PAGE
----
So what is Geocaching?
Geocaching is an outdoor treasure-hunting game in which the participants use a Global Positioning System (GPS) receiver or other navigational techniques to hide and seek containers (called "geocaches" or "caches") anywhere in the world. A typical cache is a small waterproof container containing a logbook and "treasure," usually toys or trinkets of little monetary value. Today, well over 350,000 geocaches are currently placed in 222 countries around the world, which are registered on various websites devoted to the sport.
For the traditional geocache, a geocacher will place a waterproof container, containing a log book (with pen or pencil) and trinkets or some sort of treasures, then note the cache's coordinates. These coordinates, along with other details of the location, are posted on a website. Other geocachers obtain the coordinates from the Internet and seek out the cache using their GPS handheld receivers.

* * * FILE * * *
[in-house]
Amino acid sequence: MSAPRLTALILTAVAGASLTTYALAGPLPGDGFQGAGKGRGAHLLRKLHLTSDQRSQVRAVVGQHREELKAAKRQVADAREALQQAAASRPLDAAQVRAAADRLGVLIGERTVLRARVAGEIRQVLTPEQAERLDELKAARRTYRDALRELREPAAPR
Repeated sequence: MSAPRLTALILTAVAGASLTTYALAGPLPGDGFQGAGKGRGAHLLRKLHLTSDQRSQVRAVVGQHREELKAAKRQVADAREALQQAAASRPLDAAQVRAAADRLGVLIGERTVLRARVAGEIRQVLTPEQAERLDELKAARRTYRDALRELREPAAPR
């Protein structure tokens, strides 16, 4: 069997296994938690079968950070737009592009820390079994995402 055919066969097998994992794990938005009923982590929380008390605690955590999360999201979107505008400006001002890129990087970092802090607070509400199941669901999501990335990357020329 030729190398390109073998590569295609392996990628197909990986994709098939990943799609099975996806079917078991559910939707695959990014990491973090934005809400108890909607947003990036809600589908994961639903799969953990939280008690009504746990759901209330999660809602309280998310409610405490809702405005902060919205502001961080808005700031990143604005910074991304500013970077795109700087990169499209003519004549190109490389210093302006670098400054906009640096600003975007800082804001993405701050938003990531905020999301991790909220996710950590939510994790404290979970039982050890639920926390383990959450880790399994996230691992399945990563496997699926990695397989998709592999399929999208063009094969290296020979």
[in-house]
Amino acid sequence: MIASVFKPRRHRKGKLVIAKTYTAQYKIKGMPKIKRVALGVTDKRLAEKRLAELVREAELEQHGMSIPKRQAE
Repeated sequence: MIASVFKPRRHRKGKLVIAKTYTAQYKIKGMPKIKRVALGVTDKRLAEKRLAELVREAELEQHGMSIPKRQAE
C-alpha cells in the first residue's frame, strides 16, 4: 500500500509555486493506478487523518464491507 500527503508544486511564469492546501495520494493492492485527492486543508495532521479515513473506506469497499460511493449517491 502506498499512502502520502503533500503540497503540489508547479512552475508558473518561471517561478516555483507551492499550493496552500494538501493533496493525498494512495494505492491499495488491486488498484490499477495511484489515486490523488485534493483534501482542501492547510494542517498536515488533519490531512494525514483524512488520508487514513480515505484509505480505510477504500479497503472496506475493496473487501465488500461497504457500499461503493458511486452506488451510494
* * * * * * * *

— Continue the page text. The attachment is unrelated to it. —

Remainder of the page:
The finding geocachers record their exploits in the logbook and online. Geocachers are free to take objects from the cache in exchange for leaving something of similar or higher value, so there is treasure for the next person to find.
Typical cache treasures are not high in monetary value but may hold intrinsic value to the finder. Aside from the logbook, common cache contents are unusual coins or currency, small toys, ornamental buttons, CDs, or books. Also common are objects that are moved from cache to cache, such as Travel Bugs or Geocoins, whose travels may be logged and followed online.
Occasionally, higher value items are included in geocaches, normally reserved for the "first finder", or in locations which are harder to reach. Geocaches can range in size from "microcaches," too small to hold anything more than a tiny paper log, to those placed in five-gallon buckets or even larger containers.
Geocaching in Mammoth Lakes.
According to Geocaching.com there are 55 Geocache sites within a 10 mile radius of Mammoth Lakes (Zip Code 93546). Caches are located at points of historic interest, close to hiking and biking trails, some are even placed on Mammoth Mountain or at other high altitude locations which may demand a little more endeavor to find.
Geocaching can be done in any season, on foot, on a mountain bike and skis and snowboards. If you have a group who are interested in Geocaching please send an e-mail to this Address for more information.